The Canadian midstream giants have finally reported fourth-quarter earnings, as both TransCanada Corporation (USA) (NYSE:TRP) and Enbridge Inc (USA) (NYSE:ENB) released their information last week. TransCanada reported on Wednesday, missing analysts’ expectations on EPS and revenue. Now that the dust has settled, let’s take a closer look.
Revenue was up slightly to $2.09 billion, but fourth-quarter net income fell year over year, from $376 million in 2011 to $306 million in 2012. Earnings per share came in at $0.43, short of the $0.49 analysts were expecting.
Unlike Enterprise Products Partners L.P. (NYSE:EPD), which also experienced a drop in net income but still managed to set several full-year records, TransCanada hasn’t had a great year overall. Let’s take a closer look at its fourth-quarter performance to see if we can gain any insight on a brighter future.
Q4: Digging deeper
All three of TransCanada’s business segments declined year over year in the fourth quarter. Here is how the EBITDA picture looks unit by unit:
|Unit||Q4 2012||Q4 2011||% Change|
|Natural Gas Pipelines||$690||$716||(3.6)%|
Let’s start with the energy segment, which experienced the biggest percentage drop. There were all sorts of things going wrong here, beginning with the Sundance A force majeure, and ending with the Bruce A life extension outage. Neither unit generated any revenue in the fourth quarter. They both belong to TransCanada’s Western Power business unit, which was the only portion of the energy segment to experience a decline. Eastern Power and U.S. Power both increased earnings year over year.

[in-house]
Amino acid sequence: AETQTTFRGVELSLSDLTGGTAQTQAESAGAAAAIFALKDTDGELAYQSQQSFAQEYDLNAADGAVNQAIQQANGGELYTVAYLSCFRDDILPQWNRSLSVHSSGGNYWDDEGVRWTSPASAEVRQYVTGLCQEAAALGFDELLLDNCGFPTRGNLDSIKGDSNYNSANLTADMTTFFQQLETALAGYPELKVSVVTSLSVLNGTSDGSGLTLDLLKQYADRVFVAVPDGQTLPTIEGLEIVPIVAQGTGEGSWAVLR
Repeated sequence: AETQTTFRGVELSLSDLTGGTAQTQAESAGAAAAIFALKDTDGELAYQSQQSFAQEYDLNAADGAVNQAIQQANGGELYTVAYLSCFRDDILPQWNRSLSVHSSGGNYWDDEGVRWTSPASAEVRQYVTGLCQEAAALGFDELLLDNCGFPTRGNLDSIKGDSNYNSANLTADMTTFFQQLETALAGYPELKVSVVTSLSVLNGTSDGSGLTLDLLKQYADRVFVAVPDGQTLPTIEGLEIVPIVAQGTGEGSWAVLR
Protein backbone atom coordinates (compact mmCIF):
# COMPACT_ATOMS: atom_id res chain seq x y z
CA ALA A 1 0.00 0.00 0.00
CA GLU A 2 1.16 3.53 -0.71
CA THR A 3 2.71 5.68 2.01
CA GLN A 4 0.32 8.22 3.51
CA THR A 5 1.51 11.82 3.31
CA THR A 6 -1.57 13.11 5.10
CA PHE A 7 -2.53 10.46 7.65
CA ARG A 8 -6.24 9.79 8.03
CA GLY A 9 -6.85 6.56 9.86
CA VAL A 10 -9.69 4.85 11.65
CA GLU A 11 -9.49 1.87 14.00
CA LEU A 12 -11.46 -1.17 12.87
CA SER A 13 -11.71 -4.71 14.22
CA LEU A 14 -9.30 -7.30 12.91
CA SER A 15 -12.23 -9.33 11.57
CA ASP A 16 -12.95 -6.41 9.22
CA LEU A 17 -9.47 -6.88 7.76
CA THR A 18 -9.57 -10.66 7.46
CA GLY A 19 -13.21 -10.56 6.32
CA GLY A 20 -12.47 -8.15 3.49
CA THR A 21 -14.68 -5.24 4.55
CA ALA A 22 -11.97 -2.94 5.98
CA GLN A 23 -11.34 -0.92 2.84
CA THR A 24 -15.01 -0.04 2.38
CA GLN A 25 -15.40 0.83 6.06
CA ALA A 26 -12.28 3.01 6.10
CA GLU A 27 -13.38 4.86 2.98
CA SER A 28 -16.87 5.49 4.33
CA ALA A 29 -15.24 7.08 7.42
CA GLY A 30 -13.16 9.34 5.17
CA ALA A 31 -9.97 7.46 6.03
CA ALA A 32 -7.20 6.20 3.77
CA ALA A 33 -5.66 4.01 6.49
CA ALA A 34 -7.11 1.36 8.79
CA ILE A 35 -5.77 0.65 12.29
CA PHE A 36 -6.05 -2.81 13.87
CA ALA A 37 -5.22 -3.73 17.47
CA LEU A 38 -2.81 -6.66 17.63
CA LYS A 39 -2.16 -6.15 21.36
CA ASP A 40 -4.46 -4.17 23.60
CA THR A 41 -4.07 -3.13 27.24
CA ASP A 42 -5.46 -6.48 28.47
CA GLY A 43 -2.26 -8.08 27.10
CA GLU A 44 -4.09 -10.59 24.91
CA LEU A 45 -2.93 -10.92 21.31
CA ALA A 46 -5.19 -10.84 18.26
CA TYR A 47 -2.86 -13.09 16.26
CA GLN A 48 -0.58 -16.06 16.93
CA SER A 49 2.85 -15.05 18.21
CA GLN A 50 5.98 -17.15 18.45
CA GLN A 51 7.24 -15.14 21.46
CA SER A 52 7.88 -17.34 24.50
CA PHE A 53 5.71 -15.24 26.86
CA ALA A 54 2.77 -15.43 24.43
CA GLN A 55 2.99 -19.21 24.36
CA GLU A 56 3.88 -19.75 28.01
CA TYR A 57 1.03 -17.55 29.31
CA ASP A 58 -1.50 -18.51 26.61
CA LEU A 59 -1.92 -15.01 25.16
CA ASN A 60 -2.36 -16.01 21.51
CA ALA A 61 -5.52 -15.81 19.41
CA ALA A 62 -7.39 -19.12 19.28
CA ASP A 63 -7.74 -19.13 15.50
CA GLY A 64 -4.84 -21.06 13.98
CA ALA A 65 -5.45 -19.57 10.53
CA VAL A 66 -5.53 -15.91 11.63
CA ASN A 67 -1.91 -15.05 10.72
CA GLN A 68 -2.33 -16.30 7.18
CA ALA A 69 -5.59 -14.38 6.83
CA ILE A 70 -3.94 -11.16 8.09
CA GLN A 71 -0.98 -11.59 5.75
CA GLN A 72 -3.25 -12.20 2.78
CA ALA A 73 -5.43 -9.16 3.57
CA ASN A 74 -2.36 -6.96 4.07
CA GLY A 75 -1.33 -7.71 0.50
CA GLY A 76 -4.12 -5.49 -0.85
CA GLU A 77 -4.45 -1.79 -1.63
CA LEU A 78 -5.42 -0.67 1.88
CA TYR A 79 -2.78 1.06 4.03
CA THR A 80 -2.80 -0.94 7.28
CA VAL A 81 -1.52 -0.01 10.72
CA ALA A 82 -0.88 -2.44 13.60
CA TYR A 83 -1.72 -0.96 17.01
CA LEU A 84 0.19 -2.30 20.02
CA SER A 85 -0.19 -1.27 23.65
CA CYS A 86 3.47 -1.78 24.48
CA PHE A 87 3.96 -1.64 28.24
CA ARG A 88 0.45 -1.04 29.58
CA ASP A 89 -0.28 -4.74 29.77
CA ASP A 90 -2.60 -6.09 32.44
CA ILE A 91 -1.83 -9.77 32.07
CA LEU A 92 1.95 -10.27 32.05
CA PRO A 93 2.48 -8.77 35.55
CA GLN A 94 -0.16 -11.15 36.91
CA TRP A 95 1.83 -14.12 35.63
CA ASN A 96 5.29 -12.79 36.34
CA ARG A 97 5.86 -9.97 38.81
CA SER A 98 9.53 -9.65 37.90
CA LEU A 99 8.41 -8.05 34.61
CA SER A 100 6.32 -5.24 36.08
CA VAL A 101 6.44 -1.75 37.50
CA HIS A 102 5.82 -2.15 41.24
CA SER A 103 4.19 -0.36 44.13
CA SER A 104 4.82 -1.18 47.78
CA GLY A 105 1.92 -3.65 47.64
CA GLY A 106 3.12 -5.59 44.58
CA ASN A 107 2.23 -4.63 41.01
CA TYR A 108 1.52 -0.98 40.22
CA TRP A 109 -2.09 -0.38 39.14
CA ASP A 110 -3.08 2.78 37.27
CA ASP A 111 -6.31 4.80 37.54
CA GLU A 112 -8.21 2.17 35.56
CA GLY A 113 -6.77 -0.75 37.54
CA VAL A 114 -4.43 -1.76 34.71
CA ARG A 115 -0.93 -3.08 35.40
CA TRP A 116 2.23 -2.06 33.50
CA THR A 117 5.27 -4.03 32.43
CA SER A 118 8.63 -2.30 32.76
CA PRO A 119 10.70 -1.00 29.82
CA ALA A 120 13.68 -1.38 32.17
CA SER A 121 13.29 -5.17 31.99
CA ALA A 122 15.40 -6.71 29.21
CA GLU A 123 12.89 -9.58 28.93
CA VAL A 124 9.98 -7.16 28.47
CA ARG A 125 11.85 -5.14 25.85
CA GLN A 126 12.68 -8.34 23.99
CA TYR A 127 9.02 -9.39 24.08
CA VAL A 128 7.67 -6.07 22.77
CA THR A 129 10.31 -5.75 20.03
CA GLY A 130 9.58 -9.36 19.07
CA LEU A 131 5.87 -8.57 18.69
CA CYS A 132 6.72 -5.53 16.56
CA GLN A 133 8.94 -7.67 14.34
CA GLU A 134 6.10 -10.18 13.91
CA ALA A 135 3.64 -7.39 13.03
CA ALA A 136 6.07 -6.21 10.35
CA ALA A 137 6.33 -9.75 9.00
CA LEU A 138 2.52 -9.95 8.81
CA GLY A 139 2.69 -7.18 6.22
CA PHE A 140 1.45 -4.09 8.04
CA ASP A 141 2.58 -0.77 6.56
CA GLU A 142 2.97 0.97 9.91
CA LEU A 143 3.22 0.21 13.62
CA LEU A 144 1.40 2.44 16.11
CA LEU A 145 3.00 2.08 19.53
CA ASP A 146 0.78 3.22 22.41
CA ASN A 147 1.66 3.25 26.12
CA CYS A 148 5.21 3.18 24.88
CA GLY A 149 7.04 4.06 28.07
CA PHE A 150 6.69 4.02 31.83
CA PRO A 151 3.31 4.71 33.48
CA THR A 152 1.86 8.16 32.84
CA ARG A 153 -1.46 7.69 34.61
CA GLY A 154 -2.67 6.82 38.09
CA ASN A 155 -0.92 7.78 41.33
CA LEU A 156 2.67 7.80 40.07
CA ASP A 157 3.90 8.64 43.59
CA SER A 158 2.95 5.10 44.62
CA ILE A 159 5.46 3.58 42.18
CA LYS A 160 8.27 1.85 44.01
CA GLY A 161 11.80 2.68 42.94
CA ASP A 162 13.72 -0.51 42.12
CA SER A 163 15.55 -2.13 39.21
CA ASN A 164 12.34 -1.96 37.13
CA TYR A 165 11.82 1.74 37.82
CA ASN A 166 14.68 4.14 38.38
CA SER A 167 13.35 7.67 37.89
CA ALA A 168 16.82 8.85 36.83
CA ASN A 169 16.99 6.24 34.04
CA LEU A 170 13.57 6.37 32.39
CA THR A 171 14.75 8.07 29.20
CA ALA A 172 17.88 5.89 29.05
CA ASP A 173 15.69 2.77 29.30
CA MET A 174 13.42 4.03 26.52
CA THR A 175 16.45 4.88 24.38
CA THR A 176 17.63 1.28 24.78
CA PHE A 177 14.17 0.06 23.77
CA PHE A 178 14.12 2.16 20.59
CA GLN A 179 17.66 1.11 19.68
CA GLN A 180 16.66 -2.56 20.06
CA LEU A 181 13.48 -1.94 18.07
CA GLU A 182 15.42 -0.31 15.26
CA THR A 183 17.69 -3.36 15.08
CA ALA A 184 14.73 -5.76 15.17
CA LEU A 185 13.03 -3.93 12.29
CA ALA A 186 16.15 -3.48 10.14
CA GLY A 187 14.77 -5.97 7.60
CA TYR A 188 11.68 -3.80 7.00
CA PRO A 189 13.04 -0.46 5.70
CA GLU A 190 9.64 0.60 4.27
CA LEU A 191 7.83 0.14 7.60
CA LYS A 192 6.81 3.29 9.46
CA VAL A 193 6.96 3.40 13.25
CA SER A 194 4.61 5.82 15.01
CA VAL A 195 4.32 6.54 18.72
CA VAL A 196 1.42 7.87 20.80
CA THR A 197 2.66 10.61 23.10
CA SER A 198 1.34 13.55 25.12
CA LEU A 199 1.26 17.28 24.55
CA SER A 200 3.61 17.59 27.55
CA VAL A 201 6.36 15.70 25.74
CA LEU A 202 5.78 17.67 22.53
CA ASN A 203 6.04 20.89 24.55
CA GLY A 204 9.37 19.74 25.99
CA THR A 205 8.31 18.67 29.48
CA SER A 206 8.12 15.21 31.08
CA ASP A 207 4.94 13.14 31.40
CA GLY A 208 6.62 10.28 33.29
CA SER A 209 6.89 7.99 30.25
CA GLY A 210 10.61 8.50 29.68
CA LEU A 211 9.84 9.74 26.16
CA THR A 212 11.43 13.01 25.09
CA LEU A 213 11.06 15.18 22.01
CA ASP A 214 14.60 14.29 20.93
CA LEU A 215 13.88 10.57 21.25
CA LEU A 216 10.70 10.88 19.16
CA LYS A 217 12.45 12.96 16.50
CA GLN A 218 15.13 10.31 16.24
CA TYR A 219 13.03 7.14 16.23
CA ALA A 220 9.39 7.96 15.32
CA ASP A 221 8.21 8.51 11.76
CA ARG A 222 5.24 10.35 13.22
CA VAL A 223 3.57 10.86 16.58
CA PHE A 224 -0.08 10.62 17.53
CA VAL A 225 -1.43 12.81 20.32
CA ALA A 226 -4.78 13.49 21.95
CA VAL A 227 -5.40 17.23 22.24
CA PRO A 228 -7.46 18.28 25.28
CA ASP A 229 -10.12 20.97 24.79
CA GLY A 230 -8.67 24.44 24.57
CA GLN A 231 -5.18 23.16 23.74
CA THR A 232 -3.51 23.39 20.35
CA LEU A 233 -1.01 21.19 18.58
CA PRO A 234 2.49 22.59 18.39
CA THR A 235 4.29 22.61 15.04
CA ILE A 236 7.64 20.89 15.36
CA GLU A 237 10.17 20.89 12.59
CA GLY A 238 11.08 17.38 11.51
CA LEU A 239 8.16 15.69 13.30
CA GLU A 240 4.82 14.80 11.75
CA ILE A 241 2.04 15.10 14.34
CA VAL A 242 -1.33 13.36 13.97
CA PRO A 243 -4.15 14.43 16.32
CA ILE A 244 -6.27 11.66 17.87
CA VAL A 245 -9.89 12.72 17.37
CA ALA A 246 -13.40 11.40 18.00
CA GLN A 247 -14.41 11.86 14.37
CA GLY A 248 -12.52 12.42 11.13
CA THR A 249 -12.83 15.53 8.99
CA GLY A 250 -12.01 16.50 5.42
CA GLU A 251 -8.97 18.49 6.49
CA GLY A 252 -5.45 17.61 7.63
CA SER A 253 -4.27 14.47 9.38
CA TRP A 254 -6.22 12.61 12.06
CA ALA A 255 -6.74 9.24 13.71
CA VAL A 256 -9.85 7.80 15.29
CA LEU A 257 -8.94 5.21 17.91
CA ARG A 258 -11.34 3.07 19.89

Next up is the oil pipelines segment, which only declined $7 million on the quarter, which management attributed to increased business development activity and related costs. Its Keystone pipelines (not the XL portion) generated $180 million in EBITDA, which was a $1 million increase year over year.
Finally we have the company’s largest segment: natural gas pipelines. Lower revenue and higher costs on both the ANR and Great Lakes systems stung TransCanada this quarter, as EBITDA on those systems declined $10 million and $9 million, respectively. However, the biggest problem in this segment continues to be TransCanada’s mainline pipeline.
All the buzz about the Keystone XL approval means that people not only forget that TransCanada has other assets; its biggest problem isn’t its oil sands line, but the fact that no one wants to ship gas on the Mainline anymore. Take a look at the system’s EBITDA numbers over the last five years:
For the full year 2008, the Mainline earned TransCanada well over a $1 billion. By 2012, it failed to reach the billion dollar mark. The Mainline is in dire straits, which is why TransCanada is planning to make a change.